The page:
My sleep was a little shortened at the start of the evening by a call to join a “Houseparty” app conversation with friends involving a glass of wine (or two), but after that, and a short time reading some more of old Irish adventurer Dervla Murphy, the stillness of the night ensued, causing me to rest from my frantic thought patterns, and sleep soundly through the showers, til 6am. When, unbeknownst to me, at this hour each morning, our heating boiler machine starts making a racket in the back garden, along with the more pleasant twittering of the birdsong as they sense dawn coming. There are some disadvantages of the garden!

But as I stumbled into the house for a final couple of hours sleep before work, I was already thoroughly happy and had a deep sense of peace at having slept an evening part-way into nature, re-finding my place in the world and enjoying re-living the memories that have come from that small, orange tent across the world. And for the rest of the day, I’d a feeling that I’d made more of the last 24 hours than I ever do waking up on a normal morning.

The 6am view, slightly disrupted by our garden light.

If I wanted to learn a moral lesson too, I might think of all those in the world who sleep in far worse conditions each night, in other lands, or even on our own streets as the southern housing crisis continues for many. Shaping our perspective of the world by sitting with others who have less materially than we do, round the world, can indeed be done in our back gardens (though perhaps not escaping indoors part way through!). Waking to a new day, I sense a small piece of why such people who have materially less than I do, still may wake each morning far happier than me. My comfort, I have tragically elevated to immovable status – might a night camping helping with this?

A prayer:

Father,
We thank you for the world you made – awesome, diverse, fun;
And ask your forgiveness when we isolate ourselves from elements of it in bubbles of comfort, in western spheres;
And look to you to shape our perspective, to help us explore and enjoy;
And to lay down our heads, knowing that you are in control, even as we sleep.
In Jesus name,

Amen.

Microadventure 1: failure

This post is part of the 30 Micro-adventures in 30 days of lockdown series.


So here we are 2 days into our microadventure challenge in Belfast, Northern Ireland. Why haven’t I posted about a challenge yet? Well I’d love to say it was because I didn’t want to post things on April the first, lest you think it was an ‘April Fool’. But in all honesty, it was more because I had a “fail” of a day 1.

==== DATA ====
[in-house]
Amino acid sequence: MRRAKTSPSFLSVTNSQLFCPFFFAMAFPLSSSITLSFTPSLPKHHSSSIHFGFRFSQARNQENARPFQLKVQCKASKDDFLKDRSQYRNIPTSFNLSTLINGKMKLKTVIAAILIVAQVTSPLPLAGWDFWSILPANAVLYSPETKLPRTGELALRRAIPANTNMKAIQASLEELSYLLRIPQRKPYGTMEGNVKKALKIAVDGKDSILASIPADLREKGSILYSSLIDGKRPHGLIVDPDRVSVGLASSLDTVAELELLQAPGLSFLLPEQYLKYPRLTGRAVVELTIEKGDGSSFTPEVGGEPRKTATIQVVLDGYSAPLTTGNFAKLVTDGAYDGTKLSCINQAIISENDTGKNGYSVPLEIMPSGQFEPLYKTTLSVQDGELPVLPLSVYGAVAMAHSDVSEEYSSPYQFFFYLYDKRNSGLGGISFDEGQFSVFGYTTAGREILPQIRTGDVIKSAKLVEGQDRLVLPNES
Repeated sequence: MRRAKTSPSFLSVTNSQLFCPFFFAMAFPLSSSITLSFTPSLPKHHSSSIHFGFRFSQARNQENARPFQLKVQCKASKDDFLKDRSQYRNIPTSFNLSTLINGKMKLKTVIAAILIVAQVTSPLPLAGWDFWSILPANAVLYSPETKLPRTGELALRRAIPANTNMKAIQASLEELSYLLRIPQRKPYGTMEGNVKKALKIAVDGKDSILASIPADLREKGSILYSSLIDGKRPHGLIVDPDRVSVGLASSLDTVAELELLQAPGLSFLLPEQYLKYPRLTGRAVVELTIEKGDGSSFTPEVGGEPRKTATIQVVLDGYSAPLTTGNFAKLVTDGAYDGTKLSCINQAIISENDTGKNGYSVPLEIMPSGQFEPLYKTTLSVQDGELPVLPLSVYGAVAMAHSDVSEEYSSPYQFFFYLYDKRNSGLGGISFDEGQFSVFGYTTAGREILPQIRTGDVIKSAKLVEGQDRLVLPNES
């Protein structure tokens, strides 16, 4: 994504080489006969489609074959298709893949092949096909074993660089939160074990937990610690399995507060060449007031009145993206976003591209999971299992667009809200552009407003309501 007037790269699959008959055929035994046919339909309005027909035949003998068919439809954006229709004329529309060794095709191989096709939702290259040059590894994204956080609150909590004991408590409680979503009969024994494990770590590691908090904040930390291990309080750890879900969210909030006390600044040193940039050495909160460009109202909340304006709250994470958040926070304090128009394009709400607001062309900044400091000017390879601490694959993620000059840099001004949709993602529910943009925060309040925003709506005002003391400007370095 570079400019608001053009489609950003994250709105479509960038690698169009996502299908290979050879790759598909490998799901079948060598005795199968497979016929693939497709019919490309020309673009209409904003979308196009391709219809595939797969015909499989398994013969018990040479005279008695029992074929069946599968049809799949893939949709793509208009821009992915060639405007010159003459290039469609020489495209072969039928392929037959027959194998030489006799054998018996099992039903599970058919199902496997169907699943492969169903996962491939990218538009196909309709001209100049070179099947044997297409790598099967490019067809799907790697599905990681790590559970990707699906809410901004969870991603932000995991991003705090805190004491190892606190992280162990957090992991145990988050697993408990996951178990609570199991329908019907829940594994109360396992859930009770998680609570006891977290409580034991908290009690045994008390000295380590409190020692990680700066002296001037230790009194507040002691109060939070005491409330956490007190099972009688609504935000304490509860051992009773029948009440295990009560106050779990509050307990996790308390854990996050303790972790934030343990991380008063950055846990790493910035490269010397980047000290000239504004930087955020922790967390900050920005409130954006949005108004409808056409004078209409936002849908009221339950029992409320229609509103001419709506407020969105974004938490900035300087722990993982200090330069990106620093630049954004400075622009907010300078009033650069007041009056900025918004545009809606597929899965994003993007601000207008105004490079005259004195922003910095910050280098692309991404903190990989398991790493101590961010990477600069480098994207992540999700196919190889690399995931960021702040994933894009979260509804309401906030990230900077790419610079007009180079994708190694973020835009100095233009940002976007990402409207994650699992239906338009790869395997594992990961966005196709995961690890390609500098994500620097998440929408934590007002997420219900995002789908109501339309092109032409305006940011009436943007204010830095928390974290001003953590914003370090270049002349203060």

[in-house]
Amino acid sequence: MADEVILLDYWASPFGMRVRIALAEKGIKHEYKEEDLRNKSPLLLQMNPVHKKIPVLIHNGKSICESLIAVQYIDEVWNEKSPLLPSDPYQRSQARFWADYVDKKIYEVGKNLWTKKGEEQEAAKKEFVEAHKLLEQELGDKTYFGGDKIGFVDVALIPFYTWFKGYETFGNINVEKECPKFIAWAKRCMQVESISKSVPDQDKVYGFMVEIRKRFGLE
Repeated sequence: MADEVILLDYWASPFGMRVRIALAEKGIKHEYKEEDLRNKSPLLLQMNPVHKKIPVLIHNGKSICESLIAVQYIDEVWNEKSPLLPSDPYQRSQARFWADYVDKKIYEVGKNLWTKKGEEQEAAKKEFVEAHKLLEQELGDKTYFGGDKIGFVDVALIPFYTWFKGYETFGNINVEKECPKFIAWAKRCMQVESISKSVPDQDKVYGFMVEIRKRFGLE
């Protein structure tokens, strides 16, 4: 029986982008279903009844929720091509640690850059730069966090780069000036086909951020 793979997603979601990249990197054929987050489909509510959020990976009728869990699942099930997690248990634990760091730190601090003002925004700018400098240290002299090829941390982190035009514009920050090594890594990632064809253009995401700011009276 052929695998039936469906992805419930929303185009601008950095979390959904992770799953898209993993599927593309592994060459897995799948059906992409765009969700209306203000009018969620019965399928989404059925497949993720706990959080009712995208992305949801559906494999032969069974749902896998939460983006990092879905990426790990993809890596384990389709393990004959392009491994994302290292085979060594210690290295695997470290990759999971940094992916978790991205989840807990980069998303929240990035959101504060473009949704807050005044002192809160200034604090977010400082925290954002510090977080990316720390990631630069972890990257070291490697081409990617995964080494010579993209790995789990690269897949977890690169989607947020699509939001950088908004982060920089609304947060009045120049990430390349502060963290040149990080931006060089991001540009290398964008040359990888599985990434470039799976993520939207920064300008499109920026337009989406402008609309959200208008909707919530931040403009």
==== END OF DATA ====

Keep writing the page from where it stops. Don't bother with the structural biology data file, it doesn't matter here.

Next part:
You failed on day 1?! What type of adventurer are you?!” might be what you’re saying (or at least thinking) right now. “We tuned in to get inspiration, not you failing at step one of a MICRO-adventure.”

And that was certainly what I beat myself up for a while thinking. I’ve solo-travelled many countries, been held at gun-point, run ultra-marathons, slept in incredible places, took on all sorts of challenges. So why had I just failed at this silly thing?

See our tent? In the land of the Midnight Sun (Summer Island, Norway)

But that’s where I want us stop for a second (and having not even started, I’m guessing stopping won’t be too difficult!). Failure is something we must get used to as adventurers (and humans!), and not feel guilty about (in this case of adventuring – perhaps different in the case of moral failure). You don’t end up on world adventures, doing heroic things, if you can’t embrace failure. That could be failure doing incredible feats, but more likely it’ll be failure in basic things like I’ve just done: Not getting enough work done that day; filling my evening with other priorities like church prayer meeting, phoning a friend; and looking up at dark skies thinking “this isn’t the night to start”.

Now there are good things in there, and ways around all of the other things, so that I could still have gone ahead. But for whatever reason, my heart wasn’t in it, and with only myself to motivate me while I’m in isolation, I failed. Let’s call it what it is, embrace it and figure out how to move on.

Al Humphreys reminds us that for every person we look on and think “wow, they’re an incredible world adventurer – I wish I could do those things!”, there are ways of starting with baby steps to head in that direction. Micro-adventures can be those baby steps – gradually easing us out of our comfort zones, and over time, expanding the list of experiences we are very happy doing, allowing us to leap forwards with what we attempt.

In the meantime, I’ll catch up soon with the 30 microadventures, and before we do, let’s just take this as a great starting place: failure will always happen if we attempt things in life, so let’s learn to process it well and move on.

Let’s hope day 2 is a bit better….let me know how you’re getting on!

Embracing temporary failure, as I led the lads 1 hour out of our way, on our (successful) attempt (just about!) to do the 4 peak challenge in Ireland last year. To make up for it, we had to walk vertically up a steep section of Mweelrea – but we had no other choice – with some failure there is no point stopping to dwell on it!

15 Microadventures for April lockdown

Many of you will have come across Al Humphreys’ helpful short introduction to “Microadventure”s below, but I wanted to take up the gauntlet laid down by all those around the country who are crying that they are bored in their houses in this Coronavirus lockdown. To alleviate our boredom, I’m going to suggest 15 days of microadventures in April. And to help fuel ideas, record experiences and enjoy it, I’ll be recording 15 microadventure ideas and stories (linked) here on this blog post which you can come back to if you want some inspiration.